The right to choose: the right to have access to a variety of products and services at competitive prices, and, in the case of monopolies, to have an assurance of satisfying quality and services at a fair price.
These are some general ideas and examples of how company being socially responsible in marketing.
Details of their differences
By definition, it is clear that social marketing is way different from what societal marketing.
To start with, they are completely different in terms of their nature. Social marketing integrates social issues into commercial marketing strategies. It uses commercial marketing theories, tools and techniques to social issues while societal marketing integrates the concept of social responsibility into the commercial marketing strategies. Companies will make marketing decision after considering customers’ expectation, company’s interest and the long-term interest of the society. Their direction of approaches is completely different.
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What is more, they are different in terms of the people and groups involved. Societal marketing uses regulatory issues and other efforts to protect customers. It works within the company and it is a supply-side factor that focuses on how the market behaves rather than involving target customers. In contrast, social marketing is more of a customer-oriented approach. It must involve customers’ own willingness to change their behaviour.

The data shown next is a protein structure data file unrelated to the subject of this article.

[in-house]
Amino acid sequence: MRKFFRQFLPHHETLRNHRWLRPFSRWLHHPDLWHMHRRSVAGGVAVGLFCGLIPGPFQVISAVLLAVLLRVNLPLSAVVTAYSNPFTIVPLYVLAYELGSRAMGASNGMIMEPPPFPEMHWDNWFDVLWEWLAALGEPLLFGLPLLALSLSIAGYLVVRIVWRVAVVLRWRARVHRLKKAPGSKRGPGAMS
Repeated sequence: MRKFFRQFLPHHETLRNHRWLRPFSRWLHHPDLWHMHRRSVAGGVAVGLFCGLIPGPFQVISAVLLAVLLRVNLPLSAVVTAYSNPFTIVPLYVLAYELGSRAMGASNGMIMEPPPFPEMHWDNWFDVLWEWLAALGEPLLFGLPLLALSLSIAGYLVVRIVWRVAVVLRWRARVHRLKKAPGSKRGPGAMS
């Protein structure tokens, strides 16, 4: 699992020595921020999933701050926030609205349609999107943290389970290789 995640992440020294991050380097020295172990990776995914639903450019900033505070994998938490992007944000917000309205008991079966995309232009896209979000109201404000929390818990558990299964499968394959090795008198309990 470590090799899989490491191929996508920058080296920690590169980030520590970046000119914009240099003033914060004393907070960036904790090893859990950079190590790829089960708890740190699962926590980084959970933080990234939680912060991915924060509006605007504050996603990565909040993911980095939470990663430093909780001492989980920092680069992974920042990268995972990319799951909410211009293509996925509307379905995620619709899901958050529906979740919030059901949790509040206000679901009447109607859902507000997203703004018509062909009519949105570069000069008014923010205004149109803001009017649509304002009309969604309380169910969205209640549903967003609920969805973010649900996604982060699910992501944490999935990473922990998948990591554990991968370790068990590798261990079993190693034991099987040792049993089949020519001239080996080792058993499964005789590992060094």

From the above, we can clearly see that social marketing and societal marketing have clear boundaries that should not be mixed up. Social marketing is definitely a panacea for many social problems, we can see from those very successful examples like the diminishing cigarette smoking. Though there were many severe criticisms on the early stage of social marketing, fearing that it might bring spectre of mass manipulation by planting various value in public’s mind set, through time we can see that it is now already a well-established idea that people will not have doubt on whether using it. However, we can observe that social marketing has little progress in some areas of problem like drug abuse and family planning in India. The reasons why they fail mainly go to lack of rigour, well-planned and continuous marketing efforts. Those poorly-designed campaigns will only lead to waste of scarce resources. As they show little success, their sponsors will turn away and which might also hinder the development of social marketing. Apart from the possible failure, social marketing is always criticized on increasing costs of promoting social causes even the net gain of campaign has increased, it is unavoidable that the absolute cost of raising money increases.